Entries in Defense Secretary Robert Gates (3)


White House: Nobody Knows How Long Mission in Libya Will Last

ABC News(WASHINGTON) -- The United States has been at war in Afghanistan for almost ten years, at war in Iraq for almost eight years and at war in Libya for nine days.

Some NATO officials have suggested the U.S. will remain in Libya for three months, while people in the Pentagon think it could be much longer than that.

On This Week, ABC News’ Senior White House Correspondent Jake Tapper asked Secretary of Defense Gates if he thought the mission would be over by the end of the year, more than eight months away.

“I don't think anybody knows the answer to that,” Gates said.

Despite the uncertainty, President Obama recently reiterated his message that Libya would be a short military engagement.

“I said at the outset that this was going to be a matter of days and not weeks,” the President said at an appearance last week with the President of El Salvador. “And there’s nothing based on how we've been able to execute over the last several days that changes that assessment.”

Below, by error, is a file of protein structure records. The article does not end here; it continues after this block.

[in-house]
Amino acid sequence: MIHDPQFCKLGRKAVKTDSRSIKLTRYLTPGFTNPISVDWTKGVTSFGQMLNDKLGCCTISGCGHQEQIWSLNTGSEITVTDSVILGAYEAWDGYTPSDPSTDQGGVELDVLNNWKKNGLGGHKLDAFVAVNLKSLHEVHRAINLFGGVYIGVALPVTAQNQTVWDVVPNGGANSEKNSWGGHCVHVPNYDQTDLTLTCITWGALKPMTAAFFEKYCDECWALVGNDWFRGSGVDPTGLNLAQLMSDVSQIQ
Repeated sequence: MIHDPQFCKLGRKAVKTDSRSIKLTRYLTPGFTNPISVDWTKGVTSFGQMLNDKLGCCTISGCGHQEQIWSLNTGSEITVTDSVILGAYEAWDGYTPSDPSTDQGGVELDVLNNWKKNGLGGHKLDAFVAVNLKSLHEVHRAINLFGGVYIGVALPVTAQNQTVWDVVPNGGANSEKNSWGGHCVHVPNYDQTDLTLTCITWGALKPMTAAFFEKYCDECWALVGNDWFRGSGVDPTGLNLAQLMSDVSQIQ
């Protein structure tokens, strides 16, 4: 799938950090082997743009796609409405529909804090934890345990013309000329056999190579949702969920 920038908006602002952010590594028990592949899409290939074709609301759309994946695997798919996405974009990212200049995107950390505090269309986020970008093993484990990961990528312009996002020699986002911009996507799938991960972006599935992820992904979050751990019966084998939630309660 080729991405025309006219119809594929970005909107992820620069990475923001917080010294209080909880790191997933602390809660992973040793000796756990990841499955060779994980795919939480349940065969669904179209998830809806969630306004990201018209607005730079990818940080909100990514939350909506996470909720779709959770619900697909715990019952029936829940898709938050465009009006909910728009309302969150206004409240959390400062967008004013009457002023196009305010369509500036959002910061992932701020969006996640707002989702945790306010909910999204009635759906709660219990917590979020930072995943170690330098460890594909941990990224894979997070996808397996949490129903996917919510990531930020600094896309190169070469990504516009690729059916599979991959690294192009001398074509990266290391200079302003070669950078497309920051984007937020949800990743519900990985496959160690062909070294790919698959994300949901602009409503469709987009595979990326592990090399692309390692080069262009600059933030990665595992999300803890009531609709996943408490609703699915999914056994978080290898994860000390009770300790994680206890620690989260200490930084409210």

Copyright 2011 ABC News Radio


Gates: Was Not 'Vital National Interest' to Intervene in Libya

Scott J. Ferrell/Congressional Quarterly/Getty Images(WASHINGTON) -- Secretary of Defense Robert Gates said that Libya did not pose a threat to the United States before the U.S. began its military campaign against the North African country.

On ABC's This Week, when asked if Libya posed an actual or imminent threat to the United States, Gates responded, "No, no."